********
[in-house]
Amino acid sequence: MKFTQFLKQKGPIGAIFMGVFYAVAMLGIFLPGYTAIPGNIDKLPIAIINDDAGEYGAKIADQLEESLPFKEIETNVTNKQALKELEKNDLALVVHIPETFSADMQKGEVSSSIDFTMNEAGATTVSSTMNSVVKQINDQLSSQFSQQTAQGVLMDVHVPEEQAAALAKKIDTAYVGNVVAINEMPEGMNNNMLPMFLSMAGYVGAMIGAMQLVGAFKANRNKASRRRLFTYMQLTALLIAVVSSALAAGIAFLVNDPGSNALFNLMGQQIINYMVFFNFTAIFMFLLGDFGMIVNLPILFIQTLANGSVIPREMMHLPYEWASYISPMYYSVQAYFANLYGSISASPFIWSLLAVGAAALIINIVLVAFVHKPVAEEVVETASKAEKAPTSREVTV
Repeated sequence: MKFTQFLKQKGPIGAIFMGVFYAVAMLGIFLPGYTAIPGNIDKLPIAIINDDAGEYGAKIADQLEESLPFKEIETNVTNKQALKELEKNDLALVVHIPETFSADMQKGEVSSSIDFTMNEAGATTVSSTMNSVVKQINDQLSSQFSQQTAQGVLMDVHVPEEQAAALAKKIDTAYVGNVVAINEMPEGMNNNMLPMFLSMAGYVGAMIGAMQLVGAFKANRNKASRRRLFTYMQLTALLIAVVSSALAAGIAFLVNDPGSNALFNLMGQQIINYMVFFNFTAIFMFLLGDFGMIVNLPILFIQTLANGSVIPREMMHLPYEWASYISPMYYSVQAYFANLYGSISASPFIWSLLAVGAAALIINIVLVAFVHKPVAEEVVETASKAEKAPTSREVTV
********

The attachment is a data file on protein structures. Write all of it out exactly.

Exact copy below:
[in-house]
Amino acid sequence: MKFTQFLKQKGPIGAIFMGVFYAVAMLGIFLPGYTAIPGNIDKLPIAIINDDAGEYGAKIADQLEESLPFKEIETNVTNKQALKELEKNDLALVVHIPETFSADMQKGEVSSSIDFTMNEAGATTVSSTMNSVVKQINDQLSSQFSQQTAQGVLMDVHVPEEQAAALAKKIDTAYVGNVVAINEMPEGMNNNMLPMFLSMAGYVGAMIGAMQLVGAFKANRNKASRRRLFTYMQLTALLIAVVSSALAAGIAFLVNDPGSNALFNLMGQQIINYMVFFNFTAIFMFLLGDFGMIVNLPILFIQTLANGSVIPREMMHLPYEWASYISPMYYSVQAYFANLYGSISASPFIWSLLAVGAAALIINIVLVAFVHKPVAEEVVETASKAEKAPTSREVTV
Repeated sequence: MKFTQFLKQKGPIGAIFMGVFYAVAMLGIFLPGYTAIPGNIDKLPIAIINDDAGEYGAKIADQLEESLPFKEIETNVTNKQALKELEKNDLALVVHIPETFSADMQKGEVSSSIDFTMNEAGATTVSSTMNSVVKQINDQLSSQFSQQTAQGVLMDVHVPEEQAAALAKKIDTAYVGNVVAINEMPEGMNNNMLPMFLSMAGYVGAMIGAMQLVGAFKANRNKASRRRLFTYMQLTALLIAVVSSALAAGIAFLVNDPGSNALFNLMGQQIINYMVFFNFTAIFMFLLGDFGMIVNLPILFIQTLANGSVIPREMMHLPYEWASYISPMYYSVQAYFANLYGSISASPFIWSLLAVGAAALIINIVLVAFVHKPVAEEVVETASKAEKAPTSREVTV